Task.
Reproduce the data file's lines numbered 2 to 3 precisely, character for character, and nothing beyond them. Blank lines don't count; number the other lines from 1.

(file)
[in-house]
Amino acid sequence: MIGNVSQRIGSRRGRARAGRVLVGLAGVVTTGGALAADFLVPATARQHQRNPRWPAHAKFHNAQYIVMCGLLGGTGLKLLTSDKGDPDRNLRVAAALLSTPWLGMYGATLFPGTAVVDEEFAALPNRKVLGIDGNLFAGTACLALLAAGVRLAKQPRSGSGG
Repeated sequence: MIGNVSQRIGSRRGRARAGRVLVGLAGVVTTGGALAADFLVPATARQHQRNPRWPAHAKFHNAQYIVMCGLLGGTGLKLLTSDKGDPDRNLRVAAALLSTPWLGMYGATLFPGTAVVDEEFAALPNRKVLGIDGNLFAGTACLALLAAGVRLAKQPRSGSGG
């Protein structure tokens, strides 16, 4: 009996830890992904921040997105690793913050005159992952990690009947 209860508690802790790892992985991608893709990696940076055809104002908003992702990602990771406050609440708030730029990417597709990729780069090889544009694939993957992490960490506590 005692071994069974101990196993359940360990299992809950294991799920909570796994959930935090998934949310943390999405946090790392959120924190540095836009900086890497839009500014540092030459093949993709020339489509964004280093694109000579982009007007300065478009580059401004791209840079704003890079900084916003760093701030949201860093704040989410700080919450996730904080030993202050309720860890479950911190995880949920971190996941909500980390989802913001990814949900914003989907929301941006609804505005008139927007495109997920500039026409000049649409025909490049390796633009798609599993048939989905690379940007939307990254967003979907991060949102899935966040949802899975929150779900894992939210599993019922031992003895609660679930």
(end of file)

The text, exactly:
Amino acid sequence: MIGNVSQRIGSRRGRARAGRVLVGLAGVVTTGGALAADFLVPATARQHQRNPRWPAHAKFHNAQYIVMCGLLGGTGLKLLTSDKGDPDRNLRVAAALLSTPWLGMYGATLFPGTAVVDEEFAALPNRKVLGIDGNLFAGTACLALLAAGVRLAKQPRSGSGG
Repeated sequence: MIGNVSQRIGSRRGRARAGRVLVGLAGVVTTGGALAADFLVPATARQHQRNPRWPAHAKFHNAQYIVMCGLLGGTGLKLLTSDKGDPDRNLRVAAALLSTPWLGMYGATLFPGTAVVDEEFAALPNRKVLGIDGNLFAGTACLALLAAGVRLAKQPRSGSGG